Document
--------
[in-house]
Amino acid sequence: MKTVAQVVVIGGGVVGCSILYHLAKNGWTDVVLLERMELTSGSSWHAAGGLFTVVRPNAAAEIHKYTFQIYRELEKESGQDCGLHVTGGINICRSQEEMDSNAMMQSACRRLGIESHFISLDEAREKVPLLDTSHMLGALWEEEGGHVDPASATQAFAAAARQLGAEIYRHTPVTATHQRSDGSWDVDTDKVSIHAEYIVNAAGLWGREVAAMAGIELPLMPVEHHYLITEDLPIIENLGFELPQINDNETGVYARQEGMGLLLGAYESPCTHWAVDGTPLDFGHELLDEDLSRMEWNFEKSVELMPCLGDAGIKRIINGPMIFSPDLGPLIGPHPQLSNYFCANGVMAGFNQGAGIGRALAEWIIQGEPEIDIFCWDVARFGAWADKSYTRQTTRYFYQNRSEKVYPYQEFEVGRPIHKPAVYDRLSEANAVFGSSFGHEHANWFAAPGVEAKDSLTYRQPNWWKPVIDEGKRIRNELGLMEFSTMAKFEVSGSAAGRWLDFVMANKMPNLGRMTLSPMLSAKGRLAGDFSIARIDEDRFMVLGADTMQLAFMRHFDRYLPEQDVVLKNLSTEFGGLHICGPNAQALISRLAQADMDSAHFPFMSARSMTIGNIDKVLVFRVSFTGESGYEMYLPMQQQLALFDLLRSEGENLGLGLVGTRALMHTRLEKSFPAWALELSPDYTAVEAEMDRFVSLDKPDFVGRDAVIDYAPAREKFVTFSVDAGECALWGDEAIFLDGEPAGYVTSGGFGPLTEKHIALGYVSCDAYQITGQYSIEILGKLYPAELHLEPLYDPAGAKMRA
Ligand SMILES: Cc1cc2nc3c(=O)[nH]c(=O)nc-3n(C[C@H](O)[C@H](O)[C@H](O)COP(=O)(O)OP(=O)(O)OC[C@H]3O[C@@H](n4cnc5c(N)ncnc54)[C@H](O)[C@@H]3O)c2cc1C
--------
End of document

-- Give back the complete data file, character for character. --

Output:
[in-house]
Amino acid sequence: MKTVAQVVVIGGGVVGCSILYHLAKNGWTDVVLLERMELTSGSSWHAAGGLFTVVRPNAAAEIHKYTFQIYRELEKESGQDCGLHVTGGINICRSQEEMDSNAMMQSACRRLGIESHFISLDEAREKVPLLDTSHMLGALWEEEGGHVDPASATQAFAAAARQLGAEIYRHTPVTATHQRSDGSWDVDTDKVSIHAEYIVNAAGLWGREVAAMAGIELPLMPVEHHYLITEDLPIIENLGFELPQINDNETGVYARQEGMGLLLGAYESPCTHWAVDGTPLDFGHELLDEDLSRMEWNFEKSVELMPCLGDAGIKRIINGPMIFSPDLGPLIGPHPQLSNYFCANGVMAGFNQGAGIGRALAEWIIQGEPEIDIFCWDVARFGAWADKSYTRQTTRYFYQNRSEKVYPYQEFEVGRPIHKPAVYDRLSEANAVFGSSFGHEHANWFAAPGVEAKDSLTYRQPNWWKPVIDEGKRIRNELGLMEFSTMAKFEVSGSAAGRWLDFVMANKMPNLGRMTLSPMLSAKGRLAGDFSIARIDEDRFMVLGADTMQLAFMRHFDRYLPEQDVVLKNLSTEFGGLHICGPNAQALISRLAQADMDSAHFPFMSARSMTIGNIDKVLVFRVSFTGESGYEMYLPMQQQLALFDLLRSEGENLGLGLVGTRALMHTRLEKSFPAWALELSPDYTAVEAEMDRFVSLDKPDFVGRDAVIDYAPAREKFVTFSVDAGECALWGDEAIFLDGEPAGYVTSGGFGPLTEKHIALGYVSCDAYQITGQYSIEILGKLYPAELHLEPLYDPAGAKMRA
Ligand SMILES: Cc1cc2nc3c(=O)[nH]c(=O)nc-3n(C[C@H](O)[C@H](O)[C@H](O)COP(=O)(O)OP(=O)(O)OC[C@H]3O[C@@H](n4cnc5c(N)ncnc54)[C@H](O)[C@@H]3O)c2cc1C